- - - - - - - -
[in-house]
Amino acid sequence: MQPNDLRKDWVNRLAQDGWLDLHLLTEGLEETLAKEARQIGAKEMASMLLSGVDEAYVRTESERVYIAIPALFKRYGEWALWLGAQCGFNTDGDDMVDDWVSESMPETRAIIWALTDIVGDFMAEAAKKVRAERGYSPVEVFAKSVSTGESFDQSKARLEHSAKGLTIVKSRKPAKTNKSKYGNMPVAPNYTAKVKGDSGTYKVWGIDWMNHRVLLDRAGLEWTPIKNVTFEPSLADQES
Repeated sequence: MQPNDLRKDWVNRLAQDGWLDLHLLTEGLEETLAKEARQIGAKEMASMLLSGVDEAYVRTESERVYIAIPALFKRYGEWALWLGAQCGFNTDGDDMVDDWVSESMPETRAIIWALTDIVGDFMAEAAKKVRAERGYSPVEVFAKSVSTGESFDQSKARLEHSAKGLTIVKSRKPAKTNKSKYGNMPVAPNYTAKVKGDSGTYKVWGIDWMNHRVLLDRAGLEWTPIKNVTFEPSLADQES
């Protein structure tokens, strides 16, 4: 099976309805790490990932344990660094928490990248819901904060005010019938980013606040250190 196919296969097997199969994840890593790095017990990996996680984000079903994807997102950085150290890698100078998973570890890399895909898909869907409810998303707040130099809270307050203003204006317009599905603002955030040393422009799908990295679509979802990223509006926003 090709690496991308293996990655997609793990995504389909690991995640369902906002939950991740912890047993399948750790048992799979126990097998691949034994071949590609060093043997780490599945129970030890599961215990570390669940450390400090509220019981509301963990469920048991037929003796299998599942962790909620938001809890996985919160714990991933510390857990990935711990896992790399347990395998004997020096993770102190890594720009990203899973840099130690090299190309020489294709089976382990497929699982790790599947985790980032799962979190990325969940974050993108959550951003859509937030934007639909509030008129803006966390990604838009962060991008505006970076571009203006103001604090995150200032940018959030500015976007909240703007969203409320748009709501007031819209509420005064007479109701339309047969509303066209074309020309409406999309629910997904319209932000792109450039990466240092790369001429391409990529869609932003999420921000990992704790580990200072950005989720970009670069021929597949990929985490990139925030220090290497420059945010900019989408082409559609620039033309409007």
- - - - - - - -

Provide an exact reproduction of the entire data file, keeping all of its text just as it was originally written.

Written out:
[in-house]
Amino acid sequence: MQPNDLRKDWVNRLAQDGWLDLHLLTEGLEETLAKEARQIGAKEMASMLLSGVDEAYVRTESERVYIAIPALFKRYGEWALWLGAQCGFNTDGDDMVDDWVSESMPETRAIIWALTDIVGDFMAEAAKKVRAERGYSPVEVFAKSVSTGESFDQSKARLEHSAKGLTIVKSRKPAKTNKSKYGNMPVAPNYTAKVKGDSGTYKVWGIDWMNHRVLLDRAGLEWTPIKNVTFEPSLADQES
Repeated sequence: MQPNDLRKDWVNRLAQDGWLDLHLLTEGLEETLAKEARQIGAKEMASMLLSGVDEAYVRTESERVYIAIPALFKRYGEWALWLGAQCGFNTDGDDMVDDWVSESMPETRAIIWALTDIVGDFMAEAAKKVRAERGYSPVEVFAKSVSTGESFDQSKARLEHSAKGLTIVKSRKPAKTNKSKYGNMPVAPNYTAKVKGDSGTYKVWGIDWMNHRVLLDRAGLEWTPIKNVTFEPSLADQES
């Protein structure tokens, strides 16, 4: 099976309805790490990932344990660094928490990248819901904060005010019938980013606040250190 196919296969097997199969994840890593790095017990990996996680984000079903994807997102950085150290890698100078998973570890890399895909898909869907409810998303707040130099809270307050203003204006317009599905603002955030040393422009799908990295679509979802990223509006926003 090709690496991308293996990655997609793990995504389909690991995640369902906002939950991740912890047993399948750790048992799979126990097998691949034994071949590609060093043997780490599945129970030890599961215990570390669940450390400090509220019981509301963990469920048991037929003796299998599942962790909620938001809890996985919160714990991933510390857990990935711990896992790399347990395998004997020096993770102190890594720009990203899973840099130690090299190309020489294709089976382990497929699982790790599947985790980032799962979190990325969940974050993108959550951003859509937030934007639909509030008129803006966390990604838009962060991008505006970076571009203006103001604090995150200032940018959030500015976007909240703007969203409320748009709501007031819209509420005064007479109701339309047969509303066209074309020309409406999309629910997904319209932000792109450039990466240092790369001429391409990529869609932003999420921000990992704790580990200072950005989720970009670069021929597949990929985490990139925030220090290497420059945010900019989408082409559609620039033309409007």